Did Recession Lead to Increase in Vasectomies?
Wisconsin researchers found link between economy and procedure rates, but another expert says it's not proof
WebMD News Archive
By Kathleen Doheny
TUESDAY, Oct. 15 (HealthDay News) -- The financial crisis of 2008 and lingering economic woes are having an impact on men's reproductive decisions, new research suggests.
"With the current recession, it's pushing more guys to get a vasectomy done," said study author Dr. Anand Shridharani, a men's reproductive and sexual health specialist at Erlanger Health System, in Knoxville, Tenn.
In 2009, many urologists reported anecdotally that they were fielding more requests for vasectomies, suspecting the downturn in the economy as a reason. So Shridharani's team attempted to find some numbers to back up the reported trend.
Shridharani conducted the study while at the Medical College of Wisconsin and was scheduled to present the findings Tuesday at the joint meeting of the International Federation of Fertility Societies and American Society for Reproductive Medicine, held in Boston.
The researchers looked at the numbers of men having vasectomies at their facility in Wisconsin from June 2005 through October 2012. They also tracked the median income in Wisconsin during those years and the median U.S. income.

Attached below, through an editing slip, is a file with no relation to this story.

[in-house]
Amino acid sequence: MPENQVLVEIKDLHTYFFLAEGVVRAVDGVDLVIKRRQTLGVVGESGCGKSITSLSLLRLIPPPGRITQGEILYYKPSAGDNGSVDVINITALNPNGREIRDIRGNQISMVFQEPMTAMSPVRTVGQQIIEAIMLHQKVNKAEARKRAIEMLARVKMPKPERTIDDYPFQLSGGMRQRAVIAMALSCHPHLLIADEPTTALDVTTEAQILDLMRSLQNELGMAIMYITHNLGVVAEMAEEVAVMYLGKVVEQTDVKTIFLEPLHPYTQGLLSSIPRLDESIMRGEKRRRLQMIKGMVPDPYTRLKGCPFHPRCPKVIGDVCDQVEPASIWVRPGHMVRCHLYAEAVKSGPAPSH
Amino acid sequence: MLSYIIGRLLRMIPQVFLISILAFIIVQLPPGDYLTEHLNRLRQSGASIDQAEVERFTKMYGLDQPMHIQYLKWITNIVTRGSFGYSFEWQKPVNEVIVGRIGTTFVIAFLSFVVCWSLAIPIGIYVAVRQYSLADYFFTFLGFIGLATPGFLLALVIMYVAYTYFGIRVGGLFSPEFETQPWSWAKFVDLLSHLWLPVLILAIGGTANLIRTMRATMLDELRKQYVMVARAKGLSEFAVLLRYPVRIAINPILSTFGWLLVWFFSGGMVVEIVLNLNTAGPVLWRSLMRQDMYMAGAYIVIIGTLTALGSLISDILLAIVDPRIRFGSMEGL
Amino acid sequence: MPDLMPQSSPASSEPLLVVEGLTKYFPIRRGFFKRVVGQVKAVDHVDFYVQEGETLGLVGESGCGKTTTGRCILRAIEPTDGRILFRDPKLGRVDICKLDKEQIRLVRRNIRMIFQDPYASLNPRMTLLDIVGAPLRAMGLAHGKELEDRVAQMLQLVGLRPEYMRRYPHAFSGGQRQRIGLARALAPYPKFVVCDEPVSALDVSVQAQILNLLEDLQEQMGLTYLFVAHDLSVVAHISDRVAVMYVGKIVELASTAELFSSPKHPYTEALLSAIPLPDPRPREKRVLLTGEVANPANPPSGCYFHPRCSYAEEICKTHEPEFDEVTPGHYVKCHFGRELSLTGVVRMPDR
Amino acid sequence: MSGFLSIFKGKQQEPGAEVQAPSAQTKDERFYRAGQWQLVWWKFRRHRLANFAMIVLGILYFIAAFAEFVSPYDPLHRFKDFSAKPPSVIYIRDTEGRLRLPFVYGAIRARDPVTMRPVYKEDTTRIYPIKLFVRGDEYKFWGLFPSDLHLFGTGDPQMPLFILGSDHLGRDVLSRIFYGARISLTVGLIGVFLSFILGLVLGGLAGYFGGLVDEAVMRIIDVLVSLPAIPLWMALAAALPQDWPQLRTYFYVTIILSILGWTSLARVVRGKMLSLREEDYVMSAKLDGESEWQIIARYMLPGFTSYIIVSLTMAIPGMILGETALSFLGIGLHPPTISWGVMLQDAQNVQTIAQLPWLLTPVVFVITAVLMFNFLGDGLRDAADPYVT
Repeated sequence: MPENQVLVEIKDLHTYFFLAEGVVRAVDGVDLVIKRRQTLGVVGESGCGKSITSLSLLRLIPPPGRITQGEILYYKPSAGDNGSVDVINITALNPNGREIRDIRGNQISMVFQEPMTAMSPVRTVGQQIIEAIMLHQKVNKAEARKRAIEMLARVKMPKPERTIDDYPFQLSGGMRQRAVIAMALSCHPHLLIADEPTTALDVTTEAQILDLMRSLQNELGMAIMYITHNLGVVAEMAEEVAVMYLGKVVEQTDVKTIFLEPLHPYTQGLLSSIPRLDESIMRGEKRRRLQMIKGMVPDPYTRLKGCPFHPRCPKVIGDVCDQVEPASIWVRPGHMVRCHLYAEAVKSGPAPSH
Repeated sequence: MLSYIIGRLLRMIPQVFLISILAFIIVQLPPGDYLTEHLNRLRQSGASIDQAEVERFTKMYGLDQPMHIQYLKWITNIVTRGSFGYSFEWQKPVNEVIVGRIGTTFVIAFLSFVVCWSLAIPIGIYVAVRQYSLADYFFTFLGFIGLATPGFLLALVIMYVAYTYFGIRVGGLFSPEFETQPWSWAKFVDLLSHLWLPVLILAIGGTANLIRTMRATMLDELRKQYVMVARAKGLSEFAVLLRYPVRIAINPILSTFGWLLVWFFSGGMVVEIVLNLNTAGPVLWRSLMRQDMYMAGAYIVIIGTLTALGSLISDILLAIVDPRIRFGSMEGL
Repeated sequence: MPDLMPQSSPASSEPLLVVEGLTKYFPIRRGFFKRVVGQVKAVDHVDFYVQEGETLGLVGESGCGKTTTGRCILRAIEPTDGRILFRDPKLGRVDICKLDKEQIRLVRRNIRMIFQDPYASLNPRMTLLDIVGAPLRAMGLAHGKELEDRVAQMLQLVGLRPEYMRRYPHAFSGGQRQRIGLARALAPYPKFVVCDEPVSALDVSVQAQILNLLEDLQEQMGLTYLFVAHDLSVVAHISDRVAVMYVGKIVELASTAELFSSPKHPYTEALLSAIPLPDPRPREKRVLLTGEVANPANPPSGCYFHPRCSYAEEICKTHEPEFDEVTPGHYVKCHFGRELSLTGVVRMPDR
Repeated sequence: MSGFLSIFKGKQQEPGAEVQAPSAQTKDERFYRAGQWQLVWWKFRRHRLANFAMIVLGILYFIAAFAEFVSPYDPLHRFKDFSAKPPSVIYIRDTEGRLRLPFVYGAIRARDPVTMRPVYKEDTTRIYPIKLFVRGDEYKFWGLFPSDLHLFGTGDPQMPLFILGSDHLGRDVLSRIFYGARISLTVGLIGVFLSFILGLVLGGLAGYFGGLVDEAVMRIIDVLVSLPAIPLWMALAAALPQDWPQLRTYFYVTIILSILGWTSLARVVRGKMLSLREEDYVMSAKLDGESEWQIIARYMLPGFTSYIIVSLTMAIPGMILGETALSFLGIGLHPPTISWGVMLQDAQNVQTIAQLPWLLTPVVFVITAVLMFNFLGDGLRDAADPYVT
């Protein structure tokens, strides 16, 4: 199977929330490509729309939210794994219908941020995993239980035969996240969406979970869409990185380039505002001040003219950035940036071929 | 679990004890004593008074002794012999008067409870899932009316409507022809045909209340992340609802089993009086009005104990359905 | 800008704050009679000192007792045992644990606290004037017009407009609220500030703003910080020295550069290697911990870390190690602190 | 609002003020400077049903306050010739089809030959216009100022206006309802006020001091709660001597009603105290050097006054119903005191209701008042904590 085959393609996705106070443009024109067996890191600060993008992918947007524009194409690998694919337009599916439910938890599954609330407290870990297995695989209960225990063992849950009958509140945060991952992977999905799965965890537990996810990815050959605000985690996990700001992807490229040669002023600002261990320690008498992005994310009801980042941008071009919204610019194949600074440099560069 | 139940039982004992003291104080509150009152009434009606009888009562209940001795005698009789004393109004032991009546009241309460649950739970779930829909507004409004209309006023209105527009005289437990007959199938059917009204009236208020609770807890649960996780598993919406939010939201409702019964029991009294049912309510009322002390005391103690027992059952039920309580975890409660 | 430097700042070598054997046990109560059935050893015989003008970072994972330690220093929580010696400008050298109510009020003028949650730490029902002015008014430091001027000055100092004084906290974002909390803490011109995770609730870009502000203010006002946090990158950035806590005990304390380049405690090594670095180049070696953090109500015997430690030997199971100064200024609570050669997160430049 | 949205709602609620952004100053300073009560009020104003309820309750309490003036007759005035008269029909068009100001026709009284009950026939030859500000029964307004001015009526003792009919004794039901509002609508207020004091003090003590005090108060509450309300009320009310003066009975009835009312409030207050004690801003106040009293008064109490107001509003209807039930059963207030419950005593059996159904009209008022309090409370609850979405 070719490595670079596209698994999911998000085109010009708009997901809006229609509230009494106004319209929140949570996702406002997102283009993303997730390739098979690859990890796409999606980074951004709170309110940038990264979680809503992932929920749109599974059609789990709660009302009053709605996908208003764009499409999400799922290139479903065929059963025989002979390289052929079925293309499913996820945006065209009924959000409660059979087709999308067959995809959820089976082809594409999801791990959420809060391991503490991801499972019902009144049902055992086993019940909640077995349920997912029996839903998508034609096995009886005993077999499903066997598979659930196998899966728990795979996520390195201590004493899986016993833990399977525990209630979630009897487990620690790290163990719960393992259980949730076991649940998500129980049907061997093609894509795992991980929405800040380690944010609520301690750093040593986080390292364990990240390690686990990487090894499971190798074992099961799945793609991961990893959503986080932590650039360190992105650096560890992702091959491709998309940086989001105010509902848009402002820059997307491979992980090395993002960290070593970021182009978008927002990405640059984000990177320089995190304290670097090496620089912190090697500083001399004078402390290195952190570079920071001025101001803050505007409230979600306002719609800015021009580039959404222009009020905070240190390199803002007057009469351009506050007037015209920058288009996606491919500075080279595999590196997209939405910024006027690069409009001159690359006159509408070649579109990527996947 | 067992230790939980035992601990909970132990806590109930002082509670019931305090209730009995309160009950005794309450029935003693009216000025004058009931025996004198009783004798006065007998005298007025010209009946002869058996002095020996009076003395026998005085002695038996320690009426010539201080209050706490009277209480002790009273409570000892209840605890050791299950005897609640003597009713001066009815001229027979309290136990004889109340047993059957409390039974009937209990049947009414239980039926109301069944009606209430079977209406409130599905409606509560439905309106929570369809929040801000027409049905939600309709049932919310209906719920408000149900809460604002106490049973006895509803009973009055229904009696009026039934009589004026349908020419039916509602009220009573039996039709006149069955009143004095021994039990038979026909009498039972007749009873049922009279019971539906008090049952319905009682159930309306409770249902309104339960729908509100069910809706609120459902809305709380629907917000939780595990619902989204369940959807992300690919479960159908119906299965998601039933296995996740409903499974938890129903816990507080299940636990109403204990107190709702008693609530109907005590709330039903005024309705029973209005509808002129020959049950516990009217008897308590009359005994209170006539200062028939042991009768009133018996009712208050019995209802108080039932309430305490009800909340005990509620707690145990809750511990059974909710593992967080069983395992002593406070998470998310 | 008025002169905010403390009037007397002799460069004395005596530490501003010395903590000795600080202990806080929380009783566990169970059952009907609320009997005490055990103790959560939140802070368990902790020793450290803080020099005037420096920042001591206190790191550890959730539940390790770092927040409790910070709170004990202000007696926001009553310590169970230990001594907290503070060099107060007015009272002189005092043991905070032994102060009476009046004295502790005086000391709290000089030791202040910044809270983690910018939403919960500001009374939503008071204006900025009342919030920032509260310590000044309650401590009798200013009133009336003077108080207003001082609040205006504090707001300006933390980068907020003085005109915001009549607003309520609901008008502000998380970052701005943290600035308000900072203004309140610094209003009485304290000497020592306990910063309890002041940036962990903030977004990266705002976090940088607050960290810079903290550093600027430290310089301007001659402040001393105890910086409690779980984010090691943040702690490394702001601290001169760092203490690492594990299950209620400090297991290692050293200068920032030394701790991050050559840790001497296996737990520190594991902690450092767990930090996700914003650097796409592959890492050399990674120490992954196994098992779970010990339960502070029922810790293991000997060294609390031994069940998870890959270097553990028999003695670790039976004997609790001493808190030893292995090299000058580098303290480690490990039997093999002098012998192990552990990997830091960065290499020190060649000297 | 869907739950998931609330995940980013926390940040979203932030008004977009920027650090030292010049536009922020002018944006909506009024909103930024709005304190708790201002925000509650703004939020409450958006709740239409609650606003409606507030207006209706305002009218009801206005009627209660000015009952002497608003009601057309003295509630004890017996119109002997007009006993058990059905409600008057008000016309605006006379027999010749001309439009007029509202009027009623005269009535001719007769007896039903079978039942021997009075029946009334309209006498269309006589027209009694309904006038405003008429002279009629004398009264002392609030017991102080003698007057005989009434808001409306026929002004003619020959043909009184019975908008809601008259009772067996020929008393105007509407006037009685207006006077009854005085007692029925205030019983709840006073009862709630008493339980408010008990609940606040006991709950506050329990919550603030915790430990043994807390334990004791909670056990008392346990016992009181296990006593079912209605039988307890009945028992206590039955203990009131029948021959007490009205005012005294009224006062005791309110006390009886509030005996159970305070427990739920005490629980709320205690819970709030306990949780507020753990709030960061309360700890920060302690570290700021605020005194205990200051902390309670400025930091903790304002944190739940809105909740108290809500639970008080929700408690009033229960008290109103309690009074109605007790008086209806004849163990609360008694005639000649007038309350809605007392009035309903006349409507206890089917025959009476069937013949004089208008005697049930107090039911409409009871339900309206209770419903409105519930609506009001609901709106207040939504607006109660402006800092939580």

"We found as the median income for Wisconsin declined, the rate of vasectomies annually went up," Shridharani said. In 2005, 91 men had a vasectomy and the median state income was $54,269. In 2010, 239 men had a vasectomy and the income had dropped to $50,547.
"Comparing the number of vasectomies performed per year from 2005 to 2008 versus 2009 to 2012, the difference [an increase] is statistically significant," Shridharani said.
"The suspected reason is that having an unexpected child would increase the cost of living," he noted. "People are having children older, and older people are more in tune with what children cost," Shridharani suggested.
In a vasectomy, the sperm-transport system is interrupted by blocking the structure known as the vas deferens, which carries sperm from the testicle to the urethra. If a man changes his mind about wanting children, a reversal often can be done.
One expert not involved with the new study said that while the state of the economy definitely has an effect on family planning, the study does not prove definitely that it was the driver for vasectomy request.